• Fry the chunks in oil in batches until golden. You may need to push them around to fry all sides because they tend to like to float in one way.
  • Remove and drain on a paper towel.
  • In a food processor, blend the dill, sour cream, salt and pepper to make the dip.
  • Serve the fried chunks with dip and enjoy!

3. Vegan Fried Chicken

There is no reason to head out for fried chicken, when you can make this amazing recipe at home without harming any animals!!



  • 2 cups vital wheat gluten
  • 5 tbsp nutritional yeast
  • 2 tsp onion powder
  • 1 tsp salt
  • 1 tsp poultry seasoning
  • 1½ cup Franks hot sauce (for a less spicy version sub ¾ with vegetable broth instead)
  • 5 tbsp tahini
  • 6 cups of vegetable broth


  • 2 cup all-purpose flour
  • 1 tsp salt
  • 1 tsp cayenne pepper
  • ½ tsp white pepper
  • ½ tsp onion powder
  • ½ teaspoon paprika
  • 1 tsp garlic powder
  • ¼ tsp sugar
  • ¼ chipotle powder


  • ⅓ Frank’s Original Red Hot Pepper Sauce
  • 1 tbsp mustard
  • 3 eggs worth of prepared egg replacer (I like The Vegg)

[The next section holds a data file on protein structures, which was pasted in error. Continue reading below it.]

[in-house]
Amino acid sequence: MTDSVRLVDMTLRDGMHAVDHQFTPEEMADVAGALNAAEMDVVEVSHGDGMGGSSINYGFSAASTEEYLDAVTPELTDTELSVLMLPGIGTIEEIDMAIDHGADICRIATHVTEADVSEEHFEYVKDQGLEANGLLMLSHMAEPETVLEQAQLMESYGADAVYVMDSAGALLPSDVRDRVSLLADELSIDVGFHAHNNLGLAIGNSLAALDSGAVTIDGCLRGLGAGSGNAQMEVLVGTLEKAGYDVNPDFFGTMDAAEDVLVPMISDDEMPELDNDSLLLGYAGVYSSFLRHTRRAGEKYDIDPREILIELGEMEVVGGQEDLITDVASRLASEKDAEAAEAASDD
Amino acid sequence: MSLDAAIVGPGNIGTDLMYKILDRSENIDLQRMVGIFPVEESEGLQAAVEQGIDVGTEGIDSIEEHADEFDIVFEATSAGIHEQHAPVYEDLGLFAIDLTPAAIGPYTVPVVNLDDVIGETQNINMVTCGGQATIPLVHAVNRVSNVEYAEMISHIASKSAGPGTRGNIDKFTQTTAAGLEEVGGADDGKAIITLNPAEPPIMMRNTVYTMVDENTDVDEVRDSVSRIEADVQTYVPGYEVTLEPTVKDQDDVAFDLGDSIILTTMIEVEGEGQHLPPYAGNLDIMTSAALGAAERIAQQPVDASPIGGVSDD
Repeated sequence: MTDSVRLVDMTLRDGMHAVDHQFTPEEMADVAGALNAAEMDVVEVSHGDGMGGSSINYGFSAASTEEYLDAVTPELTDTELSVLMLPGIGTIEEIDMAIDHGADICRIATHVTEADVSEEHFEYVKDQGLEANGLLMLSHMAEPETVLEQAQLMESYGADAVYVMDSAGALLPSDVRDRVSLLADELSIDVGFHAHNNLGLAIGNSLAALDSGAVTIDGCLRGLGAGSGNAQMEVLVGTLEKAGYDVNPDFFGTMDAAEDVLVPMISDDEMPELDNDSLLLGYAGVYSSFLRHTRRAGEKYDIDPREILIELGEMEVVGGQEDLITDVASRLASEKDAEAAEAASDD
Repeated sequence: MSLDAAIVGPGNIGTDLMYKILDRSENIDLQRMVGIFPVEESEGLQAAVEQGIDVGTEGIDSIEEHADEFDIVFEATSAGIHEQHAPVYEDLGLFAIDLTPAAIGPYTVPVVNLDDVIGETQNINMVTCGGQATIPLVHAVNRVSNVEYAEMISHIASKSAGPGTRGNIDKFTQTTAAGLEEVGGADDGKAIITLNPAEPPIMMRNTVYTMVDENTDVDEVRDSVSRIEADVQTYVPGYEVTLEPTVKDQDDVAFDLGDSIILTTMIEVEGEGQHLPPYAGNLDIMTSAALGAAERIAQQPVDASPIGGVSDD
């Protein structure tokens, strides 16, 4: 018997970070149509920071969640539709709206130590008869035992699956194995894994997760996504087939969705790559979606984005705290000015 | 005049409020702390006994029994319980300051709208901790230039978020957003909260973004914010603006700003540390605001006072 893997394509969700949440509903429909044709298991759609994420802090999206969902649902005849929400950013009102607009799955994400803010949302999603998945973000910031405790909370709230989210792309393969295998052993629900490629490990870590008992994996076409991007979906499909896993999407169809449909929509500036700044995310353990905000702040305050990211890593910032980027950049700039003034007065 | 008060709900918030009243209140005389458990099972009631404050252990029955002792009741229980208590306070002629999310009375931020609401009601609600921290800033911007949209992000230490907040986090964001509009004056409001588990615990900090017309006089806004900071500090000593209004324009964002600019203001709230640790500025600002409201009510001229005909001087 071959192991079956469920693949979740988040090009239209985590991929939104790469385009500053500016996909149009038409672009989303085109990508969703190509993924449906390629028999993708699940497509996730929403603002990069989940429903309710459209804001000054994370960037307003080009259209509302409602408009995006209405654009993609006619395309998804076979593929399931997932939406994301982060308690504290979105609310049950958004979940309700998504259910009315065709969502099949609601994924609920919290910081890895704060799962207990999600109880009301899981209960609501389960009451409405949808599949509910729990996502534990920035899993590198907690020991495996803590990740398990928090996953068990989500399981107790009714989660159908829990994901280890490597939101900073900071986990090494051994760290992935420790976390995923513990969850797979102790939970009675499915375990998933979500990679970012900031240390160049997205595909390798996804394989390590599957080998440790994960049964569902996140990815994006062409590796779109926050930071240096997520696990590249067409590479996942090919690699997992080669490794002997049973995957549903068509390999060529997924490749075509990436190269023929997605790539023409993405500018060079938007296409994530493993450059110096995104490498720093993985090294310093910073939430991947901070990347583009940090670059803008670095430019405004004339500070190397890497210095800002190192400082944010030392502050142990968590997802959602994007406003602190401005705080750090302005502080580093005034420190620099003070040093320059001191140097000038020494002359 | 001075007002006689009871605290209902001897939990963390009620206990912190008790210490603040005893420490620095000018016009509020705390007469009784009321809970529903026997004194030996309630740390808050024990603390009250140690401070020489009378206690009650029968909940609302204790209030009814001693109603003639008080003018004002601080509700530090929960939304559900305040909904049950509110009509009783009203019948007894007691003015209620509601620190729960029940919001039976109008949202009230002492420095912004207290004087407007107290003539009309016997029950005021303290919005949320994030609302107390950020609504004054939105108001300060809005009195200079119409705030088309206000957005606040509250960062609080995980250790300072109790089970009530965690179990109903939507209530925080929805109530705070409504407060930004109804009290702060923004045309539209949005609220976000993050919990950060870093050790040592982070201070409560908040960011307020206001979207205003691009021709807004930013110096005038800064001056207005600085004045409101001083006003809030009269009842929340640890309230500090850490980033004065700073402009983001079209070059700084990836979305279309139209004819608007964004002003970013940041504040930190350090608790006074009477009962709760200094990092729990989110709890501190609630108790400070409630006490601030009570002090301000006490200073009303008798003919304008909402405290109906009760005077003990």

• Oil for frying



  • In a mixing bowl, mix together wheat gluten, nutritional yeast, onion powder and poultry seasoning.
  • In a larger bowl, combine Franks and tahini and whisk until smooth.
  • Mix the dry ingredients with the wet and stir until well combined.
  • Knead the dough until it is elastic but not dry. Sprinkle some additional gluten flour if you find you have made your dough too sticky.
  • Divide the dough into chicken size pieces. Keep in mind they will grow to about twice their size, so make them a bit smaller than a normal chicken breast.
  • Place the nuggets in a pot filled with boiling broth, ensure they are totally covered.
  • Cook nuggets in broth for 1 hour at a low boil, stirring every 15 mins.
  • Remove from broth and place on a wire baking rack to dry.
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  • Combine the hot sauce, egg replacer and mustard in a small bowl.